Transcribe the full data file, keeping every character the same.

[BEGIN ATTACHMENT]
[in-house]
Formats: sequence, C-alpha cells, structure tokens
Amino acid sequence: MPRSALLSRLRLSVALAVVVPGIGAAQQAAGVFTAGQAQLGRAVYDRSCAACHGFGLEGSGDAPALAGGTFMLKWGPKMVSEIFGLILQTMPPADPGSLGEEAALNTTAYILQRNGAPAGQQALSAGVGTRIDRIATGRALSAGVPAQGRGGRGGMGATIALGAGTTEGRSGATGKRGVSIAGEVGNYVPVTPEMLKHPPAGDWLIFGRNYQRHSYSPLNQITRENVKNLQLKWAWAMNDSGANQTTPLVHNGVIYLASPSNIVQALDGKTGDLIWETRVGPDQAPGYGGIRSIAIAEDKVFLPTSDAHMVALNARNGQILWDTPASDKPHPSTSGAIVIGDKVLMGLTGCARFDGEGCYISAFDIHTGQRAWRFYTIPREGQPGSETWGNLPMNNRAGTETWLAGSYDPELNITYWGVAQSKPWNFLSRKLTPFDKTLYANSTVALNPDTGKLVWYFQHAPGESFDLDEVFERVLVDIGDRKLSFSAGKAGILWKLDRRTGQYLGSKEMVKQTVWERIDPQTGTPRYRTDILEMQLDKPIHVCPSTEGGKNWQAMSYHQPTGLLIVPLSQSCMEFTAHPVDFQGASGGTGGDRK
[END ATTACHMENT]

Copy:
[in-house]
Formats: sequence, C-alpha cells, structure tokens
Amino acid sequence: MPRSALLSRLRLSVALAVVVPGIGAAQQAAGVFTAGQAQLGRAVYDRSCAACHGFGLEGSGDAPALAGGTFMLKWGPKMVSEIFGLILQTMPPADPGSLGEEAALNTTAYILQRNGAPAGQQALSAGVGTRIDRIATGRALSAGVPAQGRGGRGGMGATIALGAGTTEGRSGATGKRGVSIAGEVGNYVPVTPEMLKHPPAGDWLIFGRNYQRHSYSPLNQITRENVKNLQLKWAWAMNDSGANQTTPLVHNGVIYLASPSNIVQALDGKTGDLIWETRVGPDQAPGYGGIRSIAIAEDKVFLPTSDAHMVALNARNGQILWDTPASDKPHPSTSGAIVIGDKVLMGLTGCARFDGEGCYISAFDIHTGQRAWRFYTIPREGQPGSETWGNLPMNNRAGTETWLAGSYDPELNITYWGVAQSKPWNFLSRKLTPFDKTLYANSTVALNPDTGKLVWYFQHAPGESFDLDEVFERVLVDIGDRKLSFSAGKAGILWKLDRRTGQYLGSKEMVKQTVWERIDPQTGTPRYRTDILEMQLDKPIHVCPSTEGGKNWQAMSYHQPTGLLIVPLSQSCMEFTAHPVDFQGASGGTGGDRK